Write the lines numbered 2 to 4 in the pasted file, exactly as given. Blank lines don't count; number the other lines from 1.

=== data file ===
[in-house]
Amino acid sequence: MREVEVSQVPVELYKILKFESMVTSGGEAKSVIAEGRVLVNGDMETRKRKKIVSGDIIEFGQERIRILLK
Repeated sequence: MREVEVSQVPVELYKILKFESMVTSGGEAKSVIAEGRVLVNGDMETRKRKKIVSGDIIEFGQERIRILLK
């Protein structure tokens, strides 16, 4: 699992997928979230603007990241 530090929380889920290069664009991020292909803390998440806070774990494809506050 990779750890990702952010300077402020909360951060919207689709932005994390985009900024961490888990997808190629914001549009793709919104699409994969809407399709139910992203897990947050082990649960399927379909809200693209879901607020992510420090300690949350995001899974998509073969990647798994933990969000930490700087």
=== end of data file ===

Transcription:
Amino acid sequence: MREVEVSQVPVELYKILKFESMVTSGGEAKSVIAEGRVLVNGDMETRKRKKIVSGDIIEFGQERIRILLK
Repeated sequence: MREVEVSQVPVELYKILKFESMVTSGGEAKSVIAEGRVLVNGDMETRKRKKIVSGDIIEFGQERIRILLK
């Protein structure tokens, strides 16, 4: 699992997928979230603007990241 530090929380889920290069664009991020292909803390998440806070774990494809506050 990779750890990702952010300077402020909360951060919207689709932005994390985009900024961490888990997808190629914001549009793709919104699409994969809407399709139910992203897990947050082990649960399927379909809200693209879901607020992510420090300690949350995001899974998509073969990647798994933990969000930490700087």